The last two days were spent at Gartmore House at the residential Council of the Baptist Union of Scotland. Two of the sunniest days of the year in one of the picture postcard locations of Scotland. To take two days out of a working week there need to be some compelling reasons for going to what is essentially a two day committee meeting. Or is it?
It was time well spent - which doesn't always have to mean there were tangible results, concrete achievements, far reaching strategic decisions. Though each of these were evident without being the main deal. Meeting with over 50 other Baptists for a series of long conversations, in a community that believes when we meet together in Jesus' name, the risen Lord is present and we are together trying to understand the mind of Christ, is some of what we mean when we use that most Baptist of phrases, communal discernment.
When we meet together with that intention fo helping each other discern, find words for, and jointly own, what we believe to be the mind of Christ we are doing several things at once.
We meet together under the Lordship of Christ,
His living Presence assumed because promised,
our thoughts and words open to the guiding wisdom,
the disruptive purposefulness,
and the generous giftedness of the Holy Spirit,
with Bibles open and our hearts focused
our wills quietened to obedience,
and our minds malleable and receptive,
listening to God expectantly, attentively and trustfully,
listening to each other humbly, carefully, openly and generously,
listening to God through each other in shared conversation,
submissive to the witness of Scripture,
in the context of worship,
in a disposition of prayer
in the shared love, life and faithfulness,
of the Triune God into whose life we are drawn,
by the grace of our Lord Jesus Christ,
through the love of God,
in the fellowship of the Holy Spirit.
A communal Baptist spirituality
embodies the crucial disctinctives of our tradition,
it's radical roots in a gathered community,
its Trinitarian foundation lived out
as we are called into relationship with the living risen Christ,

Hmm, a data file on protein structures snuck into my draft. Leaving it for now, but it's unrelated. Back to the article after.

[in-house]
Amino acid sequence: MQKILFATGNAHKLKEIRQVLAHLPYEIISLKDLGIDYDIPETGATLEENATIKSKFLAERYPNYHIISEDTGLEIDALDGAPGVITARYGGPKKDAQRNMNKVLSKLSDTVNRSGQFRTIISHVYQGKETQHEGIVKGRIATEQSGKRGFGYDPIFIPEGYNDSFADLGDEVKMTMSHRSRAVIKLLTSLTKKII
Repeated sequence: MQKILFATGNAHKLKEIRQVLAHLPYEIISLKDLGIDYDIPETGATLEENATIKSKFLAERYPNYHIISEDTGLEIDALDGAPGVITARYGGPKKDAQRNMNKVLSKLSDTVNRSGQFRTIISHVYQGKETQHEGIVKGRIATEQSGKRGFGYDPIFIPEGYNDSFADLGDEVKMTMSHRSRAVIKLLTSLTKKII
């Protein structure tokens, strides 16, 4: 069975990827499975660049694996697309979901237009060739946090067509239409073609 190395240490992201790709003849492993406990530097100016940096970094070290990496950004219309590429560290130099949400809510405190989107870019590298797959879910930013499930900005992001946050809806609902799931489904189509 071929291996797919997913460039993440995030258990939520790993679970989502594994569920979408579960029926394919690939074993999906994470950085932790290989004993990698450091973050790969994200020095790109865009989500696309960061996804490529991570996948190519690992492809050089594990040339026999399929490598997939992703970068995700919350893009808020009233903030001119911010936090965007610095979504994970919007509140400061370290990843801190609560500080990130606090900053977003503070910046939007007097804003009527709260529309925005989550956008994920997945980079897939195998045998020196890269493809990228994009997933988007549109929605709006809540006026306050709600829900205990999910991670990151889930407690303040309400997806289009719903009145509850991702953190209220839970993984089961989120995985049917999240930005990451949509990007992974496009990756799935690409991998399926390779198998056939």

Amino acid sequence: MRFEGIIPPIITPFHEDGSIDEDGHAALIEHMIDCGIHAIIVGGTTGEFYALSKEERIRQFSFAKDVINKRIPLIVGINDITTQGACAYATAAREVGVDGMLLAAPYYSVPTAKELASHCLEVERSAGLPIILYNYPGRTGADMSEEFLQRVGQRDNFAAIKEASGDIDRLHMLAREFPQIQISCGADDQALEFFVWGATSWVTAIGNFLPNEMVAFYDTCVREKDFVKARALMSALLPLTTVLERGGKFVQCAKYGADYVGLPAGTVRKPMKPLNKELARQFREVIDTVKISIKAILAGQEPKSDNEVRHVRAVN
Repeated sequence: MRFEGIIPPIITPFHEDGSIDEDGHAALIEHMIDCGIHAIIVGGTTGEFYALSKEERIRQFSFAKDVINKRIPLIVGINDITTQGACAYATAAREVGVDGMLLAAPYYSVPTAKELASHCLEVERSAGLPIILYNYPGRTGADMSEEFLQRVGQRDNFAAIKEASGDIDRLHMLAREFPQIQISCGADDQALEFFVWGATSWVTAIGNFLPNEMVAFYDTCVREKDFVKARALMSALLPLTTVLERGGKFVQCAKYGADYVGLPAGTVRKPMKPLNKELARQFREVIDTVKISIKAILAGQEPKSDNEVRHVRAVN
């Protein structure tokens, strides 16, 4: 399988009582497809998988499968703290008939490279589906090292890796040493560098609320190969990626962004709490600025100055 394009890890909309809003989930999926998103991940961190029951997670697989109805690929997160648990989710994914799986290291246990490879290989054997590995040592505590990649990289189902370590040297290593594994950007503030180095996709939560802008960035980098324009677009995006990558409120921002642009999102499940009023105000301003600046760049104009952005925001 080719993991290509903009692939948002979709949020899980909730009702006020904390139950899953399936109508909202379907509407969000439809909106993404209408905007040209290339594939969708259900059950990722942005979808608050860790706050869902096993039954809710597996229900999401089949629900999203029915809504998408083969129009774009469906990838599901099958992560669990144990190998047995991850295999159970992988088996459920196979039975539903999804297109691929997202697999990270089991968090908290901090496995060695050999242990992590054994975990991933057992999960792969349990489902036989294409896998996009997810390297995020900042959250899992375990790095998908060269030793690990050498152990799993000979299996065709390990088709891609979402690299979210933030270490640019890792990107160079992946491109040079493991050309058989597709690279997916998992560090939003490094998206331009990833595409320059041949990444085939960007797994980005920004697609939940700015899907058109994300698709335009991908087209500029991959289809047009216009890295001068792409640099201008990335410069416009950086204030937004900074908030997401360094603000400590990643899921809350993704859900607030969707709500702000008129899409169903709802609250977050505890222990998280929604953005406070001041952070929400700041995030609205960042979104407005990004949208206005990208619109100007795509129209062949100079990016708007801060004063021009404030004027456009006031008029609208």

nourished and nurtured by the Holy Spirit,
seeking to bear witness to the creative, reconciling, renewing love of God,
in a world fractured, often self-destructive, and its own worst enemy,
and doing that by being a community of contradiction,
where forgiveness, love, welcome, peacemaking and hope
are the central values of the good news that,
God was in Christ, reconciling the world to Himself.
What happens at the Council is no more important than how it happened, and why,
and that it happened through such a dynamic and risky process.
But one with a profound theological rationale,
rooted in a faith tradition in which the gathered community
is believed to be a true church of Christ.
That means called to follow faithfully after him,
on a road that leads to the cross and beyond,
to life affirmed, recovered and gifted by the Resurrected Lord,
to be lived as love on fire energised by the Holy Spirit,
and therefore our lives of discipleship continuously transformed
by the renewing of our minds
that we might present our bodies as a living sacrifice,
holy and acceptable to God,
which is our spiritual worship.
That is as near to a Baptist spirituality as I can come. I offer it as the primary reason for taking two days to seek together the mind of Christ as we seek to serve God in the power of the Holy Spirit. And if taken seriously, it justifies far more time given to such prayerful conversation and communal discernment.
Anyway, as a young friend sometimes says after defending her corner against all grown ups who think they know better, 'That's what I think' :)